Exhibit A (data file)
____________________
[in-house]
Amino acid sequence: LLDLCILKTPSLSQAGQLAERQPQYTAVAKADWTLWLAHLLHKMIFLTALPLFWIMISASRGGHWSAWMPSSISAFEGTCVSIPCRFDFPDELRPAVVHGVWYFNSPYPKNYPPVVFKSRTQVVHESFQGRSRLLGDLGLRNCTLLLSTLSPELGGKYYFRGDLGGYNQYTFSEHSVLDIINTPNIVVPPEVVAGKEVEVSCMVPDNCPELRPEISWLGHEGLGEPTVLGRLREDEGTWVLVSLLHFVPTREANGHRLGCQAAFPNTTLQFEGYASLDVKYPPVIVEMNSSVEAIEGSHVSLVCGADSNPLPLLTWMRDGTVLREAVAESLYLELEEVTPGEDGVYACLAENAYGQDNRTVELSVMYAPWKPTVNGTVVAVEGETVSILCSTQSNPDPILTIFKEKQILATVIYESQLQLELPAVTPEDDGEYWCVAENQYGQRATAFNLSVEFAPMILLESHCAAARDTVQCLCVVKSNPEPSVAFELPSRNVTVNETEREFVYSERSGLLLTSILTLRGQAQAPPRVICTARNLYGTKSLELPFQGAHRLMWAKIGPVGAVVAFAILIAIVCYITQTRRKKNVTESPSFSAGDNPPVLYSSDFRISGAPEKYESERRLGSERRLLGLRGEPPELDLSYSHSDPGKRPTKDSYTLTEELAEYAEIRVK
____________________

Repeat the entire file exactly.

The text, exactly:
[in-house]
Amino acid sequence: LLDLCILKTPSLSQAGQLAERQPQYTAVAKADWTLWLAHLLHKMIFLTALPLFWIMISASRGGHWSAWMPSSISAFEGTCVSIPCRFDFPDELRPAVVHGVWYFNSPYPKNYPPVVFKSRTQVVHESFQGRSRLLGDLGLRNCTLLLSTLSPELGGKYYFRGDLGGYNQYTFSEHSVLDIINTPNIVVPPEVVAGKEVEVSCMVPDNCPELRPEISWLGHEGLGEPTVLGRLREDEGTWVLVSLLHFVPTREANGHRLGCQAAFPNTTLQFEGYASLDVKYPPVIVEMNSSVEAIEGSHVSLVCGADSNPLPLLTWMRDGTVLREAVAESLYLELEEVTPGEDGVYACLAENAYGQDNRTVELSVMYAPWKPTVNGTVVAVEGETVSILCSTQSNPDPILTIFKEKQILATVIYESQLQLELPAVTPEDDGEYWCVAENQYGQRATAFNLSVEFAPMILLESHCAAARDTVQCLCVVKSNPEPSVAFELPSRNVTVNETEREFVYSERSGLLLTSILTLRGQAQAPPRVICTARNLYGTKSLELPFQGAHRLMWAKIGPVGAVVAFAILIAIVCYITQTRRKKNVTESPSFSAGDNPPVLYSSDFRISGAPEKYESERRLGSERRLLGLRGEPPELDLSYSHSDPGKRPTKDSYTLTEELAEYAEIRVK